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Slide Objective: Explain Remote PowerShell. Instructor Notes:Evan opens PowerShell (2.0) on his machine, which gives him a client side runspace. Evan types New-PSSession –URI https://server.fqdn.com/PowerShell to target this endpoint. Once connected, IIS Authenticates the user (For Datacenter, Live.edu its basic, On-Premise it’s Kerberos).IIS then goes through RBAC process to figure out who Evan is and what he can do and where. Reading Roles, Role assignment from AD DS, etc. It returns the available cmdlets, attributes Evan can run or set.IIS then creates the restricted PowerShell runspace on the Server which only allows these cmdlets to be executed. These cmdlets are then added to Client Side runspace to be executed on Evans computer. When the client then runs New-Mailbox Bob in the client runspace it then gets executed on the Server.The result then gets piped back to the Client runspace which allows further actions (e.g., piping the result into another command on the client). Important Takeaways: There are always 2 separate runspaces, Client and Server (not like Telnet)Cmdlets and usability is just like they were in Exchange Server 2007
Slide Objective: You need tools to enforce confidentiality where it is required. Instructor Notes: Many of you may receive emails similar to this one in which the author is essentially begging and pleading with the recipient to “do the right thing” with the information—and prior to RMS we saw a lot of these inside Microsoft as well. In this case, while the organization may have a “policy” for what should and should not be done with the information, there are no mechanisms in place to digitally enforce that policy. You cannot rely on the fact that all end-users will apply confidentiality measures where required, even with training.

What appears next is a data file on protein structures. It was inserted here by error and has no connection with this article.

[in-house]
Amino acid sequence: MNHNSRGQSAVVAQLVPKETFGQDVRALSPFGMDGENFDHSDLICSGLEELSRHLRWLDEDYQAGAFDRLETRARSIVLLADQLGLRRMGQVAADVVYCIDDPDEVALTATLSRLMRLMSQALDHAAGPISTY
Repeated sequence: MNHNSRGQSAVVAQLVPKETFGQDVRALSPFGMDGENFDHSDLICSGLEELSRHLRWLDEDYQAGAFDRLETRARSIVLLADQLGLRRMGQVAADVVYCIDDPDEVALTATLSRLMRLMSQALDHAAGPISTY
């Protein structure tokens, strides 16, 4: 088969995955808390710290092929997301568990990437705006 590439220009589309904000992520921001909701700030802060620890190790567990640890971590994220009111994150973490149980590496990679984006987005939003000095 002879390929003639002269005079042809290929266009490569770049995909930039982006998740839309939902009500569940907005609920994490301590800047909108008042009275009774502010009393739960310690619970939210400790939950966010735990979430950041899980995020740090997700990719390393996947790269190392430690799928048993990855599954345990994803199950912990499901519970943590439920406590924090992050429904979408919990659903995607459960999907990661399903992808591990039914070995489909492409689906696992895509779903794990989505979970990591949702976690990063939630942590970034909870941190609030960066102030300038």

Slide Objective: Introduce Automatic Content-Based Privacy, at the Transport Level. Instructor Notes: Today an employee may accidentally include sensitive information that belongs to a consumer in an email which is sent in clear text over the internet. If that data is accidentally emailed the organization may face considerable reputation damage, legal exposure, and reduction in company’s market value. To address this, the Exchange Server can be configured to encrypt messages that contain personal information or critical business information. Sensitive email can be detected, using Transport Rules, by filtering the content of a message (including content of supported attachments). Regular expressions are supported. AD DS RMS uses XML-based policy templates to allow compatible IRM-enabled applications to apply consistent protection policies. In Windows Server 2008, AD DS RMS server exposes a web service that can be used to enumerate and acquire templates. Exchange Server 2010 SP1 ships with the following template: Do Not Forward: When the Do Not Forward template is applied to a message, only the specified recipients can decrypt the message. The recipients can't forward the message to anyone else, copy content from the message, or print the message. For example: Ed is a nurse at Contoso, a large hospital. Ed is sending Chris the results of his recent blood test. When Ed’s email reaches the Exchange Server, the server is able to examine the message and determine that personal information is included in the mail. Because personal information is included in the message, the Exchange Server encrypts the message before it leaves the organization. The message that gets to Chris is an encrypted copy of the message.